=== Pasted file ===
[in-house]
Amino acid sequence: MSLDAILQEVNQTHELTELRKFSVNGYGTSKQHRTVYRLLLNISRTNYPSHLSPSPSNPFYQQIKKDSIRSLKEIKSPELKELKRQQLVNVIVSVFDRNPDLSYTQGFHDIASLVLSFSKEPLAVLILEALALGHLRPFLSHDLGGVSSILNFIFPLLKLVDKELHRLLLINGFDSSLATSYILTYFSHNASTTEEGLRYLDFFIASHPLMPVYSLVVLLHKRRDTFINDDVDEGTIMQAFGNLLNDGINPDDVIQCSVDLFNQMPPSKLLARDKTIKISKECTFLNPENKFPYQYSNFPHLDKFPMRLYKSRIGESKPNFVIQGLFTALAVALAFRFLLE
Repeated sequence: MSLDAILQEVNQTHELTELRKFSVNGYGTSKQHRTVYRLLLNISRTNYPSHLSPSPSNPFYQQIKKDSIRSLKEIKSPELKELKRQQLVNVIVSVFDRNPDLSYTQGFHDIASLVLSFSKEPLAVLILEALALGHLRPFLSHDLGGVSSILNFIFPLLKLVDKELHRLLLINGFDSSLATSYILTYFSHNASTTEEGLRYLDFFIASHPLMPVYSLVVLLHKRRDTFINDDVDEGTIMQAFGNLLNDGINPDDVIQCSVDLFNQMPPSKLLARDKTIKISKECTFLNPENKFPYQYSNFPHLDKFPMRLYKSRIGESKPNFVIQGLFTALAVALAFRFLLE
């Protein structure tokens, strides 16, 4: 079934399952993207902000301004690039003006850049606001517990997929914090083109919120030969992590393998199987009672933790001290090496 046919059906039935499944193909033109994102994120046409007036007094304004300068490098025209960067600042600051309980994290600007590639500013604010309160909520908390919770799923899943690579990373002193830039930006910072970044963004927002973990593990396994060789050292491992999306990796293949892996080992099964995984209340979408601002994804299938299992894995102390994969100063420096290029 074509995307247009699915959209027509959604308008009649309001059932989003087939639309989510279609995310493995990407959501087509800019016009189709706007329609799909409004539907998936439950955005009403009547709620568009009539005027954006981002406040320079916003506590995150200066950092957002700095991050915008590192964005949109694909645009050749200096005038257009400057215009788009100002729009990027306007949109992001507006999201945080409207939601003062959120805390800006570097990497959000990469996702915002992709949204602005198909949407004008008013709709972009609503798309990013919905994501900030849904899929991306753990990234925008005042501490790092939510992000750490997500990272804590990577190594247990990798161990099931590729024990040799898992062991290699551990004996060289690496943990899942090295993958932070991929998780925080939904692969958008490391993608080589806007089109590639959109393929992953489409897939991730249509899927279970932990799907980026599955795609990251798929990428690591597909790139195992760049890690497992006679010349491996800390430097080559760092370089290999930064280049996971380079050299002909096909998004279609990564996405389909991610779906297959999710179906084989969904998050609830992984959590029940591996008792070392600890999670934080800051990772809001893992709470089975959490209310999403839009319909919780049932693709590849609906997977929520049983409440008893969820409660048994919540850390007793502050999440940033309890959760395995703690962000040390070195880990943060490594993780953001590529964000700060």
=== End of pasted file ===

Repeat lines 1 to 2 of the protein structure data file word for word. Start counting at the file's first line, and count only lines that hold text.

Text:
[in-house]
Amino acid sequence: MSLDAILQEVNQTHELTELRKFSVNGYGTSKQHRTVYRLLLNISRTNYPSHLSPSPSNPFYQQIKKDSIRSLKEIKSPELKELKRQQLVNVIVSVFDRNPDLSYTQGFHDIASLVLSFSKEPLAVLILEALALGHLRPFLSHDLGGVSSILNFIFPLLKLVDKELHRLLLINGFDSSLATSYILTYFSHNASTTEEGLRYLDFFIASHPLMPVYSLVVLLHKRRDTFINDDVDEGTIMQAFGNLLNDGINPDDVIQCSVDLFNQMPPSKLLARDKTIKISKECTFLNPENKFPYQYSNFPHLDKFPMRLYKSRIGESKPNFVIQGLFTALAVALAFRFLLE